Where did the inspiration for this book come from?
I’ve been pushing the government to do the right things since I was about ten or eleven years old. I’ve been an activist in all kinds of movements since the Vietnam war was still raging, when I was ten years old: antiwar, racial equality, the fight for an adequate response to AIDS, queer liberation, opposition to government-sanctioned torture, environmental issues. So CONSEQUENCE describes my world. What inspired my urge to write a story about this world is that it’s not often portrayed accurately or empathetically in fiction. There are books that pathologize activists, turning them into psychological freaks—and I’m thinking of good, deep, well-respected books, like Doris Lessing’s The Good Terrorist or Jonathan Letham’s Dissident Gardens. Or books that cast activists as macho superheroes, like Edward Abbey’s The Monkey Wrench Gang, or Neal Stephanson’s Zodiac. I was inspired instead to write a book about how real, regular people—people who might live next door—grapple with making a difference in an often-indifferent world. I think it’s eye-opening for readers to see how activism in what are often conceived to be “political” realms is really not very different from having an opinion on neighborhood issues, or advocating that your child be taught by competent teachers, or that she not be bullied in the schoolyard. Activism in the political sense is only drawing the circle a bit bigger, concerning yourself with things that affect a group of people whose worlds don’t intersect as obviously with yours.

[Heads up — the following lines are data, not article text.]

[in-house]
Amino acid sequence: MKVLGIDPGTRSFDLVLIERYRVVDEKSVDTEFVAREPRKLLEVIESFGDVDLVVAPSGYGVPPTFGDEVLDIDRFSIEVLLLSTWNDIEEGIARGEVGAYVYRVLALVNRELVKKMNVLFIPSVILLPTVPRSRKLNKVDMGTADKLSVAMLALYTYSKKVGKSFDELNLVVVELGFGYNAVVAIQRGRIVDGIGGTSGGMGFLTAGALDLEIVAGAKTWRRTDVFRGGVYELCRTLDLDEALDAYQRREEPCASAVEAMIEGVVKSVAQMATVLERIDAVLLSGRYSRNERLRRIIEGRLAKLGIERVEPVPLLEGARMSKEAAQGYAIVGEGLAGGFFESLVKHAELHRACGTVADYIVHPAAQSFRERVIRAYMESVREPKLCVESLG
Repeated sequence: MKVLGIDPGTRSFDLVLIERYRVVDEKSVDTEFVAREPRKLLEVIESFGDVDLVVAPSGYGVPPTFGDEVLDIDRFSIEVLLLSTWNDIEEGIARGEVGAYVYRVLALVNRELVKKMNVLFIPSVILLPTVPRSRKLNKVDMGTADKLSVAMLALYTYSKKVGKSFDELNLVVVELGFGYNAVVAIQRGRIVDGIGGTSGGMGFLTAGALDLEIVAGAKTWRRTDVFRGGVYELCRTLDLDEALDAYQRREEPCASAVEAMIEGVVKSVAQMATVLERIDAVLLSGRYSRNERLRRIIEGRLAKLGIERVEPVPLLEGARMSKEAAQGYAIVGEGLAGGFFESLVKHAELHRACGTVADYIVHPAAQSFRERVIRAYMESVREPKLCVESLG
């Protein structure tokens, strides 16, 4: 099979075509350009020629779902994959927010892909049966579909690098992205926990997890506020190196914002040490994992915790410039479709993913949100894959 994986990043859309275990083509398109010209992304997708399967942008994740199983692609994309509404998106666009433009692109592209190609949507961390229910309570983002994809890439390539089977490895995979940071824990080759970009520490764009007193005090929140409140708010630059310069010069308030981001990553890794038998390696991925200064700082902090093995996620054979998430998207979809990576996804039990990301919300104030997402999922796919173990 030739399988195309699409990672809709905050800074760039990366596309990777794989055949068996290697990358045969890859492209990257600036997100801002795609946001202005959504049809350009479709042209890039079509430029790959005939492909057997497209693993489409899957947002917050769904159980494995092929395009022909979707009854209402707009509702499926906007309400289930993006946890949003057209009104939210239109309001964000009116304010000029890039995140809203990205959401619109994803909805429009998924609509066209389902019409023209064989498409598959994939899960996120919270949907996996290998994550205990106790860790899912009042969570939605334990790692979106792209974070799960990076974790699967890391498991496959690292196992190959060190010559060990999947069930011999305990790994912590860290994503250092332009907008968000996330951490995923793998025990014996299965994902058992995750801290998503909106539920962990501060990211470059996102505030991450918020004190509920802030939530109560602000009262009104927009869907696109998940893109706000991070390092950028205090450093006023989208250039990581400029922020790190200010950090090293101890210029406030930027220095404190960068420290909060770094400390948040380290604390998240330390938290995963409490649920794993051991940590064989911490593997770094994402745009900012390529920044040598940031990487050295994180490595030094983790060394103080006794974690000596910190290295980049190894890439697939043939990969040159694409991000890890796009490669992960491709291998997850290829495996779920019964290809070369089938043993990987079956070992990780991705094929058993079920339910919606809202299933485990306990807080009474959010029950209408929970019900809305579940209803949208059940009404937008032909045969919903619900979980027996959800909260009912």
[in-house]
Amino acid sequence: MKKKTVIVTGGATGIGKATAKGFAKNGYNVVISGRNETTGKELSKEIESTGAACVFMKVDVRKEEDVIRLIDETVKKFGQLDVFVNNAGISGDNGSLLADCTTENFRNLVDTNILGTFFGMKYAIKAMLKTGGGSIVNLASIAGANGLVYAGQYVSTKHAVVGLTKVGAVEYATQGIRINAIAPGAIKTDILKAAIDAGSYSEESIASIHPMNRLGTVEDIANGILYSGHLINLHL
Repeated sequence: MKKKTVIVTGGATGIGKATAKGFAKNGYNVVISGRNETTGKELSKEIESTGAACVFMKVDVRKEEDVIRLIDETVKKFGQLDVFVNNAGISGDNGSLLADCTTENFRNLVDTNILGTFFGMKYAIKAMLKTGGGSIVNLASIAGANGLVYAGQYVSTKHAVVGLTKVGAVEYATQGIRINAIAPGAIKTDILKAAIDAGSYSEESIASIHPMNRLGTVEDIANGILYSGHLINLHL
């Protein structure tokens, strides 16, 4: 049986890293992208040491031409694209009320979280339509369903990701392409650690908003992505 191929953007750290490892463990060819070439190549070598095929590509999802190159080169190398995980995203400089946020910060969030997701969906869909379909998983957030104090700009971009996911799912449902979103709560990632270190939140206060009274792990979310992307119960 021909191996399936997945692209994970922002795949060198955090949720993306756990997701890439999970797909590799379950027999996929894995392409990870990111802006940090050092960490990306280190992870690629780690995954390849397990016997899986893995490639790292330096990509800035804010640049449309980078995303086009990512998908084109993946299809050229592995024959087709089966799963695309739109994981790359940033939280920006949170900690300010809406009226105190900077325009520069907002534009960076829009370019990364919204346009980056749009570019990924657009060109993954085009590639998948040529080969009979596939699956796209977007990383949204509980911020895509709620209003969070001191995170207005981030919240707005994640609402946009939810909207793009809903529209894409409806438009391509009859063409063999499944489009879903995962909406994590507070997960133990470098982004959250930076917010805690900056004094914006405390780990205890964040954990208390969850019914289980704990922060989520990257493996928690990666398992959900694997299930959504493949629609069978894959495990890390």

Are you involved in any kind activism yourself?
These days I’m doing a lot of work around climate issues. The twenty-first annual conference of governments trying to craft a plan to address global warming caused by human activity is taking place in Paris late this year—it’s known as COP21—and there are mass demonstrations being organized all over the world to demand that governments finally take dramatic, effective steps to address the climate crisis. I’m helping to organize a mobilization in the Bay Area on November 21st, with a coalition called the Northern California Climate Mobilization. I’m also working with Fossil Free Cal, a student group at UC Berkeley (where I went to school, and am still employed), campaigning for the university to divest from fossil fuel companies.
What makes some of the characters in Consequence unique?